Thanks for checking out my work. All of my papers are available on my ResearchGate profile (I don't put them here because RG tracks all kinds of stats that I like).
Click on the links below or scroll down to learn more about the various topics I'm interested in.
Basic Visual Cognition
There's a lot of information out there in the world. Too much to process, in fact. Attention is the handy filter that picks out the good stuff so that you can ignore the noise. The factors that determine where and how attention is deployed form the cornerstone of more complex behaviours, such as action. However, we're still struggling to understand even the most basic principles of human attention. For example, if you want to understand how a human (or a self-driving car!) avoids obstacles, you first need to know how the visual system picks up suddenly transforming information on the road, or how attention separates objects from the environment. By understanding the principles of attention at a basic level, we can appreciate how we accomplish more difficult tasks.
Taylor, J. E. T., Chan, D., Bennett, P. J., & Pratt, J. (2015). Attentional cartography: Mapping the distribution of attention across space and time. Attention, Perception, & Psychophysics, 77(7), 2240-2246.
Taylor, J. E. T., Rajsic, J. & Pratt, J. (2016). Object-based selection is contingent on attentional control settings. Attention, Perception, & Psychophysics, 78(4), 988-995.
Hilchey, M. D., Taylor, J. E. T., & Pratt, J. (2016). Much ado about nothing: Attentional capture at locations without new perceptual stimulation. Journal of Experimental Psychology: Human Performance & Perception, 42(12), 1923-1927.
Traditional approaches to the study of perception typically assume that perception is modular, which is to say that it's not affected by the way you think or act. Contrary to this notion, part of my research investigates the manner in which the ability to act modulates our perception of the environment. For example, underwater distances appear shorter when wearing flippers (effort-based scaling), and walls appear shorter when you can climb them (skill-based scaling).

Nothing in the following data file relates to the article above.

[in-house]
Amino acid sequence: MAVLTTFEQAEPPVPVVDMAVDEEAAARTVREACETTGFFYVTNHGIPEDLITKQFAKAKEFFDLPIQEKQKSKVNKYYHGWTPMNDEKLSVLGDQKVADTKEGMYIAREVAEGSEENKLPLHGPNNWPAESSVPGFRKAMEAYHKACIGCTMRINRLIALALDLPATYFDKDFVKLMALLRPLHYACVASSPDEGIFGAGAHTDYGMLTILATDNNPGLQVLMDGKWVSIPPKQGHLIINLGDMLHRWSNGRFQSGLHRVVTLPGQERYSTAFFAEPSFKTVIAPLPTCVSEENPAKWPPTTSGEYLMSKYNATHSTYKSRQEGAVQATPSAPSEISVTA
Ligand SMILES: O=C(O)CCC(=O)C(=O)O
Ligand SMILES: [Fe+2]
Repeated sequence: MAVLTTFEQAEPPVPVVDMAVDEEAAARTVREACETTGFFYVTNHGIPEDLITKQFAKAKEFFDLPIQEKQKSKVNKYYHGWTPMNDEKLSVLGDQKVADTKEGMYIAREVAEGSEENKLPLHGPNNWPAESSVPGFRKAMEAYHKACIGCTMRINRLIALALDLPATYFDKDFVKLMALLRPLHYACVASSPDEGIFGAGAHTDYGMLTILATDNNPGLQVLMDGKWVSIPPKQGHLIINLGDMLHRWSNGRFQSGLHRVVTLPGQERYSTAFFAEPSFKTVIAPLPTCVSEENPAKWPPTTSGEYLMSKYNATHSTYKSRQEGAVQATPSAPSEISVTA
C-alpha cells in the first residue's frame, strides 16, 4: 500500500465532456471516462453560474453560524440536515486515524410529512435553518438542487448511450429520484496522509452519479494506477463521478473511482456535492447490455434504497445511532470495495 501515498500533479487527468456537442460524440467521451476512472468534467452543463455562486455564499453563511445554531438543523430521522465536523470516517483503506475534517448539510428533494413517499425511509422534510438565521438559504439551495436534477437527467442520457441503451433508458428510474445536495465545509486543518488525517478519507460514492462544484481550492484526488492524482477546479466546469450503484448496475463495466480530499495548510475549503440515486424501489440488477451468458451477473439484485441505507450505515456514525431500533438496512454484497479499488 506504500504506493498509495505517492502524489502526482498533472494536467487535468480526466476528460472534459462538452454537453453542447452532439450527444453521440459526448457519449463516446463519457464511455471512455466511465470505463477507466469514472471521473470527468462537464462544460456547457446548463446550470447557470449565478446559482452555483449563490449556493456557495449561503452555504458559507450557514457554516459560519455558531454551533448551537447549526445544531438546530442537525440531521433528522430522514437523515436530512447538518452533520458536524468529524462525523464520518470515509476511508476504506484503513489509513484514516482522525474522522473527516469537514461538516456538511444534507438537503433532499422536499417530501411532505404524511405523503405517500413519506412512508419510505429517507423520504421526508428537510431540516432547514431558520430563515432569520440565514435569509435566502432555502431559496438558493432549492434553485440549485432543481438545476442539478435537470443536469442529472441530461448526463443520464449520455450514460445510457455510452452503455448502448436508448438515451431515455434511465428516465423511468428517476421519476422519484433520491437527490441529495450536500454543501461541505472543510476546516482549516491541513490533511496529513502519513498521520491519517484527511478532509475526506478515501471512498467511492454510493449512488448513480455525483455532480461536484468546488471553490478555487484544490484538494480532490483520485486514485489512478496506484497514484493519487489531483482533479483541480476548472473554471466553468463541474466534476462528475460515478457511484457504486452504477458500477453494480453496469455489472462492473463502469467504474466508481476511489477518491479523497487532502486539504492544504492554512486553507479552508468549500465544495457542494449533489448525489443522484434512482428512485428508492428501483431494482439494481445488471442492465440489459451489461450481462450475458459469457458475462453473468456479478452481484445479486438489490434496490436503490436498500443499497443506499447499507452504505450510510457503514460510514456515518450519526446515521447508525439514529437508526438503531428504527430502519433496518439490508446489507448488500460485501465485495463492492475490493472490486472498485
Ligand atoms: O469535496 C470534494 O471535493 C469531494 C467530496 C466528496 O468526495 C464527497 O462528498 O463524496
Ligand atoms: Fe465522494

Taylor, J. E. T., Witt, J. K., & Sugovic, M. (2011). When walls are no longer barriers: Perception of wall height in parkour. Perception, 40, 757-760.
Witt, J. K., Schuck, D. M., & Taylor, J. E. T. (2011). Action-specific effects underwater. Perception, 40, 530-537.
Witt, J. K., Sugovic, M., & Taylor, J. E. T. (2011). Action-specific effects in a social context: Others’ abilities influence perceived speed. Journal of Experimental Psychology: Human Performance & Perception, 38, 715-725.
One of the biggest problems our perceptual systems need to solve is how to isolate and represent the action-relevant information in the environment. For example, attention has built-in priorities for attending to things in the space near the hands, and the information that we attend to changes depending on what tools we're using.
Taylor, J. E. T. & Witt, J. K. (2014). Altered attention for stimuli on the hands. Cognition, 133, 211-225.
Taylor, J. E. T., Gozli, D. G., Chan, D., Huffman, G., & Pratt, J. (2015). A touchy subject: Advancing the modulated visual pathways account of altered vision near the hands. Translational Neuroscience, 6(1), 1-7.
Taylor, J. E. T., Pratt, J., & Witt, J. K. (2015). Joint attention for stimuli on the hands: Ownership matters. Frontiers in Psychology, 6(543).
Pratt, J., Taylor, J. E. T., & Gozli, D. (2015). Action and attention. Chapter in Fawcett, J., Risko, E. F., & Kingstone, A. (Eds.), Handbook of Attention. Boston, USA: MIT Press.
Taylor, J. E. T., Pratt, J., & Witt, J. K. (2017). A different kind of weapon focus: Sensorimotor experience reduces change blindness. Cognitive Research: Practical Implications, 2(1), 1-9.
Observing the actions of others implicitly activates a corresponding representation in the motor system of the observer, a phenomenon known as motor resonance. My research show that this sympathetic motor activation develops with practice in the perceived action. Interestingly, these simulations can occur simply by observing the 'trace' of an action. For example, piano players demonstrate this motor resonance when they hear a recording of piano performance, and most people demonstrate motor resonance when they observe a painting with evocative brushstrokes.
Taylor, J. E. T., Witt, J. K., & Grimaldi, P. J. (2012). Uncovering the connection between artist and audience: Viewing painted brushstrokes evokes corresponding action representations in the observer. Cognition, 125, 26-36.
Taylor, J. E. T & Witt, J. K. (2014). Listening to music primes space: Pianists, but not novices, simulate heard actions. Psychological Research, 79(2), 175-182.